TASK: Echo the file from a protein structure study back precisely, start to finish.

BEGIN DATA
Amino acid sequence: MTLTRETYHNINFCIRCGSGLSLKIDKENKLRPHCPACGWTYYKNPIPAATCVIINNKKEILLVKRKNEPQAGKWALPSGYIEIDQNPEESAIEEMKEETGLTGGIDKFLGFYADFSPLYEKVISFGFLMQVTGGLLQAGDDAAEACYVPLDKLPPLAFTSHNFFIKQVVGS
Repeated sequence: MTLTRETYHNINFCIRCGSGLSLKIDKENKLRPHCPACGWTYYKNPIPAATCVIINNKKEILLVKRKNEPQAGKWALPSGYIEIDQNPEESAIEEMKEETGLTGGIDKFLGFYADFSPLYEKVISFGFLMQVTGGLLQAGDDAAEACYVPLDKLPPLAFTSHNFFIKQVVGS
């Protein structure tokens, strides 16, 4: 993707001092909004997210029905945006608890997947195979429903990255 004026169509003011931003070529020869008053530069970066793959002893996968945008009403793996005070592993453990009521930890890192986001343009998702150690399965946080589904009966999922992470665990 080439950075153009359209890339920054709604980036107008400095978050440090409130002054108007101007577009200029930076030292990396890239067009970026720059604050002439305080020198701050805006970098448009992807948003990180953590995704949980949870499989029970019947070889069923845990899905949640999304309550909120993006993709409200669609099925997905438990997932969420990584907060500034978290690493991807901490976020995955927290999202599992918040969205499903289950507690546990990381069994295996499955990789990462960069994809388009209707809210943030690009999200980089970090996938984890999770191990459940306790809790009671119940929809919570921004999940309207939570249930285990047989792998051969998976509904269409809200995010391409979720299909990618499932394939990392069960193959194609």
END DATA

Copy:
Amino acid sequence: MTLTRETYHNINFCIRCGSGLSLKIDKENKLRPHCPACGWTYYKNPIPAATCVIINNKKEILLVKRKNEPQAGKWALPSGYIEIDQNPEESAIEEMKEETGLTGGIDKFLGFYADFSPLYEKVISFGFLMQVTGGLLQAGDDAAEACYVPLDKLPPLAFTSHNFFIKQVVGS
Repeated sequence: MTLTRETYHNINFCIRCGSGLSLKIDKENKLRPHCPACGWTYYKNPIPAATCVIINNKKEILLVKRKNEPQAGKWALPSGYIEIDQNPEESAIEEMKEETGLTGGIDKFLGFYADFSPLYEKVISFGFLMQVTGGLLQAGDDAAEACYVPLDKLPPLAFTSHNFFIKQVVGS
């Protein structure tokens, strides 16, 4: 993707001092909004997210029905945006608890997947195979429903990255 004026169509003011931003070529020869008053530069970066793959002893996968945008009403793996005070592993453990009521930890890192986001343009998702150690399965946080589904009966999922992470665990 080439950075153009359209890339920054709604980036107008400095978050440090409130002054108007101007577009200029930076030292990396890239067009970026720059604050002439305080020198701050805006970098448009992807948003990180953590995704949980949870499989029970019947070889069923845990899905949640999304309550909120993006993709409200669609099925997905438990997932969420990584907060500034978290690493991807901490976020995955927290999202599992918040969205499903289950507690546990990381069994295996499955990789990462960069994809388009209707809210943030690009999200980089970090996938984890999770191990459940306790809790009671119940929809919570921004999940309207939570249930285990047989792998051969998976509904269409809200995010391409979720299909990618499932394939990392069960193959194609």